TamilWeek, Dec 4 - 10, 2005
Promise that Ranil must keep

By Jehan Perera

President Mahinda Rajapakse’s policy statement to Parliament emphasized his
commitment to the pursuit of peace and the rejection of war as the means to
resolve the ethnic conflict.

Both in opposition and in government the President did not stand amongst the
hawks who urged war as the solution to the ethnic conflict. But after his electoral
alliances with hardline Sinhalese parties, the newly elected President has felt
himself obliged to repeatedly say that he will not lead the country to war but to
peace.

This is both due to election-time propaganda by his political opponents as well as
descriptions of him as a hardliner by the international media. His election-time
alliances were tactical ones to win the presidency.

So far President Rajapakse has not come up with major surprises in his public
statements. He has been consistent in keeping within the framework of the
manifesto he put out during the election campaign. Accordingly, he has stated that
the political solution to the ethnic conflict should be within the unitary system, but
with maximum devolution. He has also repeated his pledge to formulate an
alternative to the P-TOMS tsunami agreement that the government had signed
with the LTTE, but which the Supreme Court has blocked.

He has also repeated his intention to amend the Ceasefire Agreement to prevent
killings and other human rights abuses that have eroded public confidence, and to
set up a new monitoring mechanism.

There has, however, also been a hopeful feature in President Rajapakse’s public
pronouncements in the aftermath of his election victory. He has been inviting all
political parties, including the main opposition party led by his opponent Ranil
Wickremesinghe to join with him in formulating answers to the country’s problems.

The President’s apparent willingness to abide by the consensus of views may
provide him with a way to get the peace process back on track.

It was, after all, electoral compulsions that caused him to sign agreements that
went against the policies of the SLFP to which he belongs and took him on a
collision course with his party leader, former President Chandrika Kumaratunga.

It is important to note that obtaining a consensus does not necessarily mean
moving towards the extremist views of the President’s Sinhalese nationalist allies.
If those parties were to contest elections on their own they are likely to end up with
less than 10 percent of the popular vote.

While they have a very loud voice, and fiercely canvass their views, they do not
have the backing of the larger majority. Therefore consensus can also mean a
movement back to the middle, to power sharing and federalism, as articulated
both by the President’s party, the SLFP headed by Ms Kumaratunga and by the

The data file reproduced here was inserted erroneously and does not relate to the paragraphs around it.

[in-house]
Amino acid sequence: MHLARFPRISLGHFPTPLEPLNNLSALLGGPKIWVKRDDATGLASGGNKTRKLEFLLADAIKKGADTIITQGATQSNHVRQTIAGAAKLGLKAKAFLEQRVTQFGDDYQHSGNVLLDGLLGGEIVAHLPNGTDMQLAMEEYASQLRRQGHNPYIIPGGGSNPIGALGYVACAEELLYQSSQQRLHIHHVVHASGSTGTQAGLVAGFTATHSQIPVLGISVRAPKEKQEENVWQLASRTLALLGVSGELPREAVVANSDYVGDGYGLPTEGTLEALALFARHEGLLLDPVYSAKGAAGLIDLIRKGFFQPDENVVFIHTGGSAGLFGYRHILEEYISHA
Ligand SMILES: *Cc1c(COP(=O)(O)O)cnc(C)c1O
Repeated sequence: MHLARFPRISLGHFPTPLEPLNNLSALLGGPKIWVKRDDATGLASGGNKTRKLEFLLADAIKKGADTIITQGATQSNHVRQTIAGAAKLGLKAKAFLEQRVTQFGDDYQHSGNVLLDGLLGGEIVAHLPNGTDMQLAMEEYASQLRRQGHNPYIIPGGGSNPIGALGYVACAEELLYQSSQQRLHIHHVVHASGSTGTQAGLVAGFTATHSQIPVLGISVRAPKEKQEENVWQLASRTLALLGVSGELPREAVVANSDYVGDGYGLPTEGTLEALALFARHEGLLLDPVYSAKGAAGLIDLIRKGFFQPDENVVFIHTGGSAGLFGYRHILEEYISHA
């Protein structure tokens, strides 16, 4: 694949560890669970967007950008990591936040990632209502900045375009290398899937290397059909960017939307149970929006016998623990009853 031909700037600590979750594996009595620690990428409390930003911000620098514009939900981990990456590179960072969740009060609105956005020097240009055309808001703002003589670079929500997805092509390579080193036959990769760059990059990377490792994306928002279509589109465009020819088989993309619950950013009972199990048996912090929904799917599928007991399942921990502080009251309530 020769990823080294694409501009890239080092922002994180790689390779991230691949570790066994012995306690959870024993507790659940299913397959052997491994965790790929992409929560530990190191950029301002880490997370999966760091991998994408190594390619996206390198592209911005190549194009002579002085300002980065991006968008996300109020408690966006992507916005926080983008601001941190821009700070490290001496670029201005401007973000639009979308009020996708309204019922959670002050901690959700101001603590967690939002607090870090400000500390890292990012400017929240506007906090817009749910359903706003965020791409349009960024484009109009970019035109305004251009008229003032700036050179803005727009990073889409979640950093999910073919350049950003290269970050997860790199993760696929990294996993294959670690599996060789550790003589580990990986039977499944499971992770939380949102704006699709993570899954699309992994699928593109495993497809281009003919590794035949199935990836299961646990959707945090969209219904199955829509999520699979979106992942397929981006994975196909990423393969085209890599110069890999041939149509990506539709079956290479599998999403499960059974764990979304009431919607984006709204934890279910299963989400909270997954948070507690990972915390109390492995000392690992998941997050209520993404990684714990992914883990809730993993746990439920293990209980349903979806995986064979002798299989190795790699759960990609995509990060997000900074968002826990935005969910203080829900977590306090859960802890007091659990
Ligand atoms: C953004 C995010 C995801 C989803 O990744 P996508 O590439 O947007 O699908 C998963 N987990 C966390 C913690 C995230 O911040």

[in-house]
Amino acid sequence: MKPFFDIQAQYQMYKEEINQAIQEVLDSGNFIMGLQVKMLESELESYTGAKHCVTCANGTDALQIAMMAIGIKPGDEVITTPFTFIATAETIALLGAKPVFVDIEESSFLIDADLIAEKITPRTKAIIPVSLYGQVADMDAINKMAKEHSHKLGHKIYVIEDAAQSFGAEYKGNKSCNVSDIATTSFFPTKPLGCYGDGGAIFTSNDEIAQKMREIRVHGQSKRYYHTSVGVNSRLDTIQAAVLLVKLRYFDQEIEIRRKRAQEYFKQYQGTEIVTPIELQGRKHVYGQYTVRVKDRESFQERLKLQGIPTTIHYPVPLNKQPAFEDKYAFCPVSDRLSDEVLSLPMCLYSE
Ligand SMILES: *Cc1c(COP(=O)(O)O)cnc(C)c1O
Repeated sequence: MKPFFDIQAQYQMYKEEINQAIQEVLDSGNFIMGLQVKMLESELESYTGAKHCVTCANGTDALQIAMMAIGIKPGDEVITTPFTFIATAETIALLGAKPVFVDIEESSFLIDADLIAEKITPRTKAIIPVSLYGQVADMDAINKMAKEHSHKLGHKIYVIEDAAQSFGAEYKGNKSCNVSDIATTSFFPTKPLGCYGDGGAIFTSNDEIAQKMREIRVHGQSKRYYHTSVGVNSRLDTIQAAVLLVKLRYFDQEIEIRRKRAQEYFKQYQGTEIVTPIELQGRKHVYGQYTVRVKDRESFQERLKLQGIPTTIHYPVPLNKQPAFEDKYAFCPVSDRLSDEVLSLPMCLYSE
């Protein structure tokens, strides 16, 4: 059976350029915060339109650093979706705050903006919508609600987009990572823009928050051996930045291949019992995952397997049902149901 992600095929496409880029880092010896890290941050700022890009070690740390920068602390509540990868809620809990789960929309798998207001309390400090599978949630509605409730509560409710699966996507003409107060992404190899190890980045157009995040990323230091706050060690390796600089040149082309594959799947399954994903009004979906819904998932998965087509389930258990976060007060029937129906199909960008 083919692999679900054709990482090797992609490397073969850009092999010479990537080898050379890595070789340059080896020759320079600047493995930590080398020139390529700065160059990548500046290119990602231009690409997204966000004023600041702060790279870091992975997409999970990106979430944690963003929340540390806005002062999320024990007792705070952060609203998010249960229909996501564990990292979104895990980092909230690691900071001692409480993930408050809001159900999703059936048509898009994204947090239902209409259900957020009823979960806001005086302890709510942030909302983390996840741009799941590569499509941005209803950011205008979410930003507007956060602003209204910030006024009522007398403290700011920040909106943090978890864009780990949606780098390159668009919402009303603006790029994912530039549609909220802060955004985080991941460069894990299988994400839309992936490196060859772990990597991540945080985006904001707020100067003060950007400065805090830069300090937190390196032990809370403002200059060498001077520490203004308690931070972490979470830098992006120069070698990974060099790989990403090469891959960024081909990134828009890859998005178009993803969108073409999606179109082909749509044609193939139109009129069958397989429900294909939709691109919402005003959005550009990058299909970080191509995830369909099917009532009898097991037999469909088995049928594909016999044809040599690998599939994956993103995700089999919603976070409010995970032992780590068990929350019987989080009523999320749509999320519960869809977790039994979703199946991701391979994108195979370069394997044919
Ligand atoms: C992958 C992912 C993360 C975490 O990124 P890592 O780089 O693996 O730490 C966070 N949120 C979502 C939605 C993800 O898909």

UNP headed by Mr Wickremesinghe.

Unilateral revisions

With the significant exception of his reversion to the unitary form of government,
much of what President Rajapakse has been saying is non controversial. There is
a need for tsunami relief to be distributed amongst the affected people and until
such time as the Supreme Court works out the legal tangle, there is a need for an
alternative mechanism.

There is a need to improve the functioning of the ceasefire, which has got
discredited due to the increase in the number of human rights abuses, and to
improve its monitoring mechanism on the lines widely discussed in civil society as
well as by the international community.

The question, however, is whether the changes necessary to improve the peace
process are to be achieved unilaterally by the President or through negotiations
with the LTTE. If the amendments to the Ceasefire Agreement and the setting up
of an alternative tsunami relief mechanism are designed jointly with the LTTE, this
will be conducive to getting the peace process moving forward.

On the other hand, if the President proposes to make these changes unilaterally
utilizing the great powers of his office there will be a problem. Both the P-TOMS
and Ceasefire Agreement are examples of joint initiatives that one party cannot
unilaterally amend without undermining the process that brought them about.

In his Heroe’s Day speech LTTE leader Velupillai Pirapaharan struck a note of
moderation when he said that the LTTE had decided to give the new President
some time to decide on his course of action, and that their appeal was for a
reasonable political framework that would satisfy the political aspirations of the
Tamil people soon.

The wording of this section of Mr Pirapaharan’s speech is oriented towards conflict
resolution as it implicitly recognizes the need for a compromise solution that is
mindful of the concerns of others, which is the essence of being reasonable.